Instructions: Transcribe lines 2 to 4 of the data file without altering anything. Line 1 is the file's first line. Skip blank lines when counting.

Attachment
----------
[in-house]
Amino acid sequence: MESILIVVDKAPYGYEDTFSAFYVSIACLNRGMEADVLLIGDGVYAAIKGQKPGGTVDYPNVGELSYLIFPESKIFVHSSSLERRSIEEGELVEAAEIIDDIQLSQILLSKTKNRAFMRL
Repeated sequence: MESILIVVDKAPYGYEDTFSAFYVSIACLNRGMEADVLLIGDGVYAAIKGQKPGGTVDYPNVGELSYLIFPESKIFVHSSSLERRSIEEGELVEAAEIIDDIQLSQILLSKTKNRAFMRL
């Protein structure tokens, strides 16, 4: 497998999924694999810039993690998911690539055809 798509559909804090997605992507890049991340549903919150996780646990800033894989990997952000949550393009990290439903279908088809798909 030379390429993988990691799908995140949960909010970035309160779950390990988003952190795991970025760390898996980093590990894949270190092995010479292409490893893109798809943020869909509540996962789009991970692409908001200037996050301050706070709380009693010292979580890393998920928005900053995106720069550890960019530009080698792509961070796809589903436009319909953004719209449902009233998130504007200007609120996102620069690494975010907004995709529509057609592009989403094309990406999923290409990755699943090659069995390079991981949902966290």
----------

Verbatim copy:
Amino acid sequence: MESILIVVDKAPYGYEDTFSAFYVSIACLNRGMEADVLLIGDGVYAAIKGQKPGGTVDYPNVGELSYLIFPESKIFVHSSSLERRSIEEGELVEAAEIIDDIQLSQILLSKTKNRAFMRL
Repeated sequence: MESILIVVDKAPYGYEDTFSAFYVSIACLNRGMEADVLLIGDGVYAAIKGQKPGGTVDYPNVGELSYLIFPESKIFVHSSSLERRSIEEGELVEAAEIIDDIQLSQILLSKTKNRAFMRL
């Protein structure tokens, strides 16, 4: 497998999924694999810039993690998911690539055809 798509559909804090997605992507890049991340549903919150996780646990800033894989990997952000949550393009990290439903279908088809798909 030379390429993988990691799908995140949960909010970035309160779950390990988003952190795991970025760390898996980093590990894949270190092995010479292409490893893109798809943020869909509540996962789009991970692409908001200037996050301050706070709380009693010292979580890393998920928005900053995106720069550890960019530009080698792509961070796809589903436009319909953004719209449902009233998130504007200007609120996102620069690494975010907004995709529509057609592009989403094309990406999923290409990755699943090659069995390079991981949902966290």